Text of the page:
The New Seekers first recorded this odd quartet's retooling as a Coca-Cola radio commercial, with the lyric "I'd like to buy the world a Coke and keep it company." First aired on American radio in 1970, it was also used as a TV commercial a year later, sparking public demand for its release as a single. Reworked, again, to remove the references to the soft drink's brand name, it was hurriedly recorded while the group was appearing in New York. Eve Graham told British journalist Keith Altham in 1972 that she had been pushing for it to be released for months, though the group's support for the tune wasn't unanimous; as fellow New Seeker Lyn Paul told the BBC in 2002, "I remember thinking I wasn't very keen on it. How wrong can you be?"

    The song rocketed to #7 in the US and all the way to #1 in the UK, though in America it had to fight off a simultaneous cover of the same tune by the Hillside Singers, who got to #13 with their version. Its success, naturally, meant that an album had to be rushed out to capitalize on it, though their most recent LP, New Colours, had only been out for a short while. So Elektra simply took the same tracks that had been on New Colours, replaced "Move Me Lord" with "I'd Like to Teach the World to Sing (In Perfect Harmony)," and repackaged the LP under the new title We'd Like to Teach the World to Sing. To back up the discographical traffic jam further, their UK label took no such measures, and when an LP also titled We'd Like to Teach the World to Sing appeared in Britain in early 1972, it boasted a different cover and only two tracks ("I'd Like to Teach the World to Sing (In Perfect Harmony)" and "Wanderer's Song") in common with its American counterpart.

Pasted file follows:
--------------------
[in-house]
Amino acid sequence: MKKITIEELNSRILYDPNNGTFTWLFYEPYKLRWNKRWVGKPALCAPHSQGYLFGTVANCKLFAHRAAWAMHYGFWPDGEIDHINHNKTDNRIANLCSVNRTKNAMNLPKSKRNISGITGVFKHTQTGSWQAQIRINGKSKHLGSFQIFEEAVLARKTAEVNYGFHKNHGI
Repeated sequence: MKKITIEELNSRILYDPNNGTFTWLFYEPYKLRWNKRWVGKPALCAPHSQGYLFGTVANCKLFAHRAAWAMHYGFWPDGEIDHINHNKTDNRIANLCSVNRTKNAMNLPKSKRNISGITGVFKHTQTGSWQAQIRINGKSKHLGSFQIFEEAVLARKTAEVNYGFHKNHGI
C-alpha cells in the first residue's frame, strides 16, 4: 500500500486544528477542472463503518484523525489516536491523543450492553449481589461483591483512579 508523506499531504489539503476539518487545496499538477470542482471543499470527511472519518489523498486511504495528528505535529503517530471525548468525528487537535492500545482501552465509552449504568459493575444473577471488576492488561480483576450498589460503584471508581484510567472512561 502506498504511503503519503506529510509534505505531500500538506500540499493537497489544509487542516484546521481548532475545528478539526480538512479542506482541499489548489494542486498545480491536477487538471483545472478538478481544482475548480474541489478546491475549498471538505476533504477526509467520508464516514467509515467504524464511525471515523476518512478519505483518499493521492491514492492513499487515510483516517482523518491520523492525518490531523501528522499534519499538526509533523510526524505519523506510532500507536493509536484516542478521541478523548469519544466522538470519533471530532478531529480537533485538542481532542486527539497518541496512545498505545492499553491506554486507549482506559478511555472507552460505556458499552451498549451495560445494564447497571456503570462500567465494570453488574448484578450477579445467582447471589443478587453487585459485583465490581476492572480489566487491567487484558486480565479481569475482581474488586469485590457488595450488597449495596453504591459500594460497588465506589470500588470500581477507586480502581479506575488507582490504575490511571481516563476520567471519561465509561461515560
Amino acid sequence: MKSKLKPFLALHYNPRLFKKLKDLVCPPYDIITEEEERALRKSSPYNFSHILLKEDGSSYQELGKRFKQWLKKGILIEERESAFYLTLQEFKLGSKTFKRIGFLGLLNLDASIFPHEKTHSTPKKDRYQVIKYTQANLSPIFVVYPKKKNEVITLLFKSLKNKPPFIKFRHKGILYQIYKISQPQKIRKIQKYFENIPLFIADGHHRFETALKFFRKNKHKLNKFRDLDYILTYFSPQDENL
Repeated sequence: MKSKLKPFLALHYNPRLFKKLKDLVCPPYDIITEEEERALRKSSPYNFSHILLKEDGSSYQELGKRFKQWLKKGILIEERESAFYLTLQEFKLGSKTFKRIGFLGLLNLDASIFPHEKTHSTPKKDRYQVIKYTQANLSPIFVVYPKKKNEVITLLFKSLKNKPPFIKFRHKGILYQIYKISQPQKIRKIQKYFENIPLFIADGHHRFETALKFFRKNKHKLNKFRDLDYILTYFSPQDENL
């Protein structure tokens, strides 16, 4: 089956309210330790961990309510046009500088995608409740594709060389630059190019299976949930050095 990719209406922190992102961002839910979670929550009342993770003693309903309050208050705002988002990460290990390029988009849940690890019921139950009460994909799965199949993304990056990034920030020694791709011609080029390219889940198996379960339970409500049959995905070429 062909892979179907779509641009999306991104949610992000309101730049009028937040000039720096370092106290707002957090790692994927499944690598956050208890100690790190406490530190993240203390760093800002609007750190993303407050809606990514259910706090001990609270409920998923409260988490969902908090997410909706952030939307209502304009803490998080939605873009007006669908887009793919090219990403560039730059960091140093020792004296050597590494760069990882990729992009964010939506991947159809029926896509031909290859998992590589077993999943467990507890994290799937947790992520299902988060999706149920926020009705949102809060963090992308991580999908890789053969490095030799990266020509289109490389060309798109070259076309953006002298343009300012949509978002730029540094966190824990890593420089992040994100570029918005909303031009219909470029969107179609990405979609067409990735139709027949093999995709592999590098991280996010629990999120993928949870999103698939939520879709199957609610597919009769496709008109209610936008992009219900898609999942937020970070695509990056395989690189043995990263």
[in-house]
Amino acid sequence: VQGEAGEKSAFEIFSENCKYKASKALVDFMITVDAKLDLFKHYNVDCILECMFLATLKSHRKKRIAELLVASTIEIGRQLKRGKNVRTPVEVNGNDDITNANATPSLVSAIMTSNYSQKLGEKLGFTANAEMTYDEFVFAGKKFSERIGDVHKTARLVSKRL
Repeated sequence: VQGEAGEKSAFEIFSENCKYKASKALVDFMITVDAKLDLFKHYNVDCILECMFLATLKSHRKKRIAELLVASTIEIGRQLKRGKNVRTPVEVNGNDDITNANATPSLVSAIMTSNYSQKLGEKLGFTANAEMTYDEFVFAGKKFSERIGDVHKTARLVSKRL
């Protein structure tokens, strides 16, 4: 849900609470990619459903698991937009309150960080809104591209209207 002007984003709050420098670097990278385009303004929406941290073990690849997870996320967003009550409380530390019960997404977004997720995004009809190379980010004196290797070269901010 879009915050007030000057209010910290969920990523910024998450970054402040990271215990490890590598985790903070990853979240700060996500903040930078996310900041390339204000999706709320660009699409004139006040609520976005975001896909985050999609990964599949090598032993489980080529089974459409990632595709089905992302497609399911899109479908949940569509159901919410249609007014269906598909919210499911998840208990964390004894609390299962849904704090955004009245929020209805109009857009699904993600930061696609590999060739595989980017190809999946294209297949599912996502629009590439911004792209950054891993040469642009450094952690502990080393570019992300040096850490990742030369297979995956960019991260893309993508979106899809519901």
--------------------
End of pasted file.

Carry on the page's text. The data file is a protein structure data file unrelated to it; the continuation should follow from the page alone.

The music on the US version -- the one you're holding right now -- demonstrated that the group's amiable if middle-of-the-road pop-folk-rock stretched to a wider range of material than those who first heard them on a Coke commercial might have suspected. One of the three original compositions, Paul Layton's "Sweet Louise," even faintly echoed the glam-tinged rock of early-'70s Elton John and David Bowie, though it wasn't too characteristic of the New Seekers' quest. Also included were covers of songs by old favorite Melanie ("Nickel Song"), Carole King ("Child of Mine"), and Richard Kerr (who co-wrote "Evergreen"); Kerr also co-wrote the "Brandy," a 1971 UK hit for Scott English, which with some lyrical tweaking became Barry Manilow's first smash single, "Mandy."

    The biggest surprises, however, were covers of Roy Wood's "Tonight," which had been a British hit for the Move in 1971 (and was also issued as the topside of a New Seekers Elektra 45 in the US right before "I'd Like to Teach the World to Sing," though it didn't chart), and Richard Thompson's "No Man's Land," from Fairport Convention's classic second album, What We Did on Our Holidays. These might well have been the biggest royalty-earners Wood and Thompson had seen in the US (where the Move and Fairport Convention had only cult followings) up to that point, since the album made it to #37 in the US charts. Art's all very good, but another priority is putting food on the table -- something that the New Seekers helped do for Wood and Thompson, and which the Move and Fairport Convention records frankly didn't do much of, at least in America. And which you've done now as well, by buying this CD reissue. -- Richie Unterberger

contents copyright Richie Unterberger , 2000-2010